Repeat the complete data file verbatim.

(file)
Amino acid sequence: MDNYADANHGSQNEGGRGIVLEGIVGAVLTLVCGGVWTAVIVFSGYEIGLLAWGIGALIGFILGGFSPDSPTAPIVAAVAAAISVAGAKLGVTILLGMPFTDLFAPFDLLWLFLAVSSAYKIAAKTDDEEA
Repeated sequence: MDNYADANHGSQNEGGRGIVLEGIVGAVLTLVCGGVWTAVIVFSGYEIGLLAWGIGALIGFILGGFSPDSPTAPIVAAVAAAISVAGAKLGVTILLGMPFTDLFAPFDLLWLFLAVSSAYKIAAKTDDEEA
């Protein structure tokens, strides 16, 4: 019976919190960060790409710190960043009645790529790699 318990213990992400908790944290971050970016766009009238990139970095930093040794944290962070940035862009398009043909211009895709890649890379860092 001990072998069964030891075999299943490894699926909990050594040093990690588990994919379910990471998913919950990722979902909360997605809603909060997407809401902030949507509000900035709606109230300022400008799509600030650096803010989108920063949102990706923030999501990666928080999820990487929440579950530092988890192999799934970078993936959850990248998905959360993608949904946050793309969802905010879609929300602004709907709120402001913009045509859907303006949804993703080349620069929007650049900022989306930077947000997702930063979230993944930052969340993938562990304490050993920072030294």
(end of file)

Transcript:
Amino acid sequence: MDNYADANHGSQNEGGRGIVLEGIVGAVLTLVCGGVWTAVIVFSGYEIGLLAWGIGALIGFILGGFSPDSPTAPIVAAVAAAISVAGAKLGVTILLGMPFTDLFAPFDLLWLFLAVSSAYKIAAKTDDEEA
Repeated sequence: MDNYADANHGSQNEGGRGIVLEGIVGAVLTLVCGGVWTAVIVFSGYEIGLLAWGIGALIGFILGGFSPDSPTAPIVAAVAAAISVAGAKLGVTILLGMPFTDLFAPFDLLWLFLAVSSAYKIAAKTDDEEA
């Protein structure tokens, strides 16, 4: 019976919190960060790409710190960043009645790529790699 318990213990992400908790944290971050970016766009009238990139970095930093040794944290962070940035862009398009043909211009895709890649890379860092 001990072998069964030891075999299943490894699926909990050594040093990690588990994919379910990471998913919950990722979902909360997605809603909060997407809401902030949507509000900035709606109230300022400008799509600030650096803010989108920063949102990706923030999501990666928080999820990487929440579950530092988890192999799934970078993936959850990248998905959360993608949904946050793309969802905010879609929300602004709907709120402001913009045509859907303006949804993703080349620069929007650049900022989306930077947000997702930063979230993944930052969340993938562990304490050993920072030294």